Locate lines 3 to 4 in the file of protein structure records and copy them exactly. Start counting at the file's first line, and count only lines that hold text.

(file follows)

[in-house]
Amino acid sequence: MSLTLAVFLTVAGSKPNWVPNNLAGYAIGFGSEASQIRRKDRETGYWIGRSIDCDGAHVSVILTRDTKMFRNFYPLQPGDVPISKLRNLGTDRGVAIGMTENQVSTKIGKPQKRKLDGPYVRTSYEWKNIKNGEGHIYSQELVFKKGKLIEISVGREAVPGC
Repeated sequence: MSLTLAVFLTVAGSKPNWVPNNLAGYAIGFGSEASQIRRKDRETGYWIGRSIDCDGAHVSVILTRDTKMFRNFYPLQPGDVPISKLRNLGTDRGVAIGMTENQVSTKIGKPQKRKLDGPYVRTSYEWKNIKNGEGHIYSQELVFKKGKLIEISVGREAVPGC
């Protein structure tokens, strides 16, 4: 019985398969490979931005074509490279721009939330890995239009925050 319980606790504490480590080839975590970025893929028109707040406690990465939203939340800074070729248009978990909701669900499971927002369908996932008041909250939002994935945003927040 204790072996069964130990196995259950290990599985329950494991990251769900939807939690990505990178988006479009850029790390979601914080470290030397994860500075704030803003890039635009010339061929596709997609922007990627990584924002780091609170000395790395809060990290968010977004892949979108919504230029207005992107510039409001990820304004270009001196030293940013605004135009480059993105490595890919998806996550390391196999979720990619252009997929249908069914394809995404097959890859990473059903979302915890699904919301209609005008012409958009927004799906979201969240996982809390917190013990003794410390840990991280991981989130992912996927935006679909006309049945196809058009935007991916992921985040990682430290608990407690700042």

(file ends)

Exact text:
Repeated sequence: MSLTLAVFLTVAGSKPNWVPNNLAGYAIGFGSEASQIRRKDRETGYWIGRSIDCDGAHVSVILTRDTKMFRNFYPLQPGDVPISKLRNLGTDRGVAIGMTENQVSTKIGKPQKRKLDGPYVRTSYEWKNIKNGEGHIYSQELVFKKGKLIEISVGREAVPGC
């Protein structure tokens, strides 16, 4: 019985398969490979931005074509490279721009939330890995239009925050 319980606790504490480590080839975590970025893929028109707040406690990465939203939340800074070729248009978990909701669900499971927002369908996932008041909250939002994935945003927040 204790072996069964130990196995259950290990599985329950494991990251769900939807939690990505990178988006479009850029790390979601914080470290030397994860500075704030803003890039635009010339061929596709997609922007990627990584924002780091609170000395790395809060990290968010977004892949979108919504230029207005992107510039409001990820304004270009001196030293940013605004135009480059993105490595890919998806996550390391196999979720990619252009997929249908069914394809995404097959890859990473059903979302915890699904919301209609005008012409958009927004799906979201969240996982809390917190013990003794410390840990991280991981989130992912996927935006679909006309049945196809058009935007991916992921985040990682430290608990407690700042």